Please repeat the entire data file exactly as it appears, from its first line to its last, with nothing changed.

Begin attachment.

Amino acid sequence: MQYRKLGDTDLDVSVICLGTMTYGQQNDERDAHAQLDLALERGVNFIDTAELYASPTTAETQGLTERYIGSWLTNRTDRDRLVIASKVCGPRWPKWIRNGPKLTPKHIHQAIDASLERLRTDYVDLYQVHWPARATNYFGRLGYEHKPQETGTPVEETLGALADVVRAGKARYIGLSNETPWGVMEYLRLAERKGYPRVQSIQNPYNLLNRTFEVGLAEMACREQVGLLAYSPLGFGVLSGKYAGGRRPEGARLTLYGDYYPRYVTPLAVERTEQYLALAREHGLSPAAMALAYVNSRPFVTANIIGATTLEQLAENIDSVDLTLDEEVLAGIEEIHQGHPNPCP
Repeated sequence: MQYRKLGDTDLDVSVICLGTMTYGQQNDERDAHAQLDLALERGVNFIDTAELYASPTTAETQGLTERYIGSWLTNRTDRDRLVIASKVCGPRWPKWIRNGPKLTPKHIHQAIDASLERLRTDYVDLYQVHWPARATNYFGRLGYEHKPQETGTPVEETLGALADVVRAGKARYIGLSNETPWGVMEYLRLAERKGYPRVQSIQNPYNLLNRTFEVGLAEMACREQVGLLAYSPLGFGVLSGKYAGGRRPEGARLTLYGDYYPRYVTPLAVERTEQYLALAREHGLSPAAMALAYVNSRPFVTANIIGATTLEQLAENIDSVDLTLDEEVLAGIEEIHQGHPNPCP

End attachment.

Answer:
Amino acid sequence: MQYRKLGDTDLDVSVICLGTMTYGQQNDERDAHAQLDLALERGVNFIDTAELYASPTTAETQGLTERYIGSWLTNRTDRDRLVIASKVCGPRWPKWIRNGPKLTPKHIHQAIDASLERLRTDYVDLYQVHWPARATNYFGRLGYEHKPQETGTPVEETLGALADVVRAGKARYIGLSNETPWGVMEYLRLAERKGYPRVQSIQNPYNLLNRTFEVGLAEMACREQVGLLAYSPLGFGVLSGKYAGGRRPEGARLTLYGDYYPRYVTPLAVERTEQYLALAREHGLSPAAMALAYVNSRPFVTANIIGATTLEQLAENIDSVDLTLDEEVLAGIEEIHQGHPNPCP
Repeated sequence: MQYRKLGDTDLDVSVICLGTMTYGQQNDERDAHAQLDLALERGVNFIDTAELYASPTTAETQGLTERYIGSWLTNRTDRDRLVIASKVCGPRWPKWIRNGPKLTPKHIHQAIDASLERLRTDYVDLYQVHWPARATNYFGRLGYEHKPQETGTPVEETLGALADVVRAGKARYIGLSNETPWGVMEYLRLAERKGYPRVQSIQNPYNLLNRTFEVGLAEMACREQVGLLAYSPLGFGVLSGKYAGGRRPEGARLTLYGDYYPRYVTPLAVERTEQYLALAREHGLSPAAMALAYVNSRPFVTANIIGATTLEQLAENIDSVDLTLDEEVLAGIEEIHQGHPNPCP